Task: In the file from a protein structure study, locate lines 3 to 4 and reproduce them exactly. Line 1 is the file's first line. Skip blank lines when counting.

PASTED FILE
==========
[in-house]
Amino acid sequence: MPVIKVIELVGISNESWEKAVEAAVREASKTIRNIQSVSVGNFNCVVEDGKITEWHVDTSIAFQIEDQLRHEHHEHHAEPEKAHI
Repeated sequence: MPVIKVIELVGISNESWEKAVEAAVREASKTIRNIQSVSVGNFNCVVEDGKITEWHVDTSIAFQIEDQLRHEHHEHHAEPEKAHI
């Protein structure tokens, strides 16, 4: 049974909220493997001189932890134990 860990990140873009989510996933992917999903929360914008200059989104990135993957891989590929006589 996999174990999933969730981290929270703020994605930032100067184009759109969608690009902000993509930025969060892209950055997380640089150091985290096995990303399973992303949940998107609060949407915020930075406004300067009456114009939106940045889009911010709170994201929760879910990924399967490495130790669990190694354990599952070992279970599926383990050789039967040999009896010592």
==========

Repeated sequence: MPVIKVIELVGISNESWEKAVEAAVREASKTIRNIQSVSVGNFNCVVEDGKITEWHVDTSIAFQIEDQLRHEHHEHHAEPEKAHI
């Protein structure tokens, strides 16, 4: 049974909220493997001189932890134990 860990990140873009989510996933992917999903929360914008200059989104990135993957891989590929006589 996999174990999933969730981290929270703020994605930032100067184009759109969608690009902000993509930025969060892209950055997380640089150091985290096995990303399973992303949940998107609060949407915020930075406004300067009456114009939106940045889009911010709170994201929760879910990924399967490495130790669990190694354990599952070992279970599926383990050789039967040999009896010592």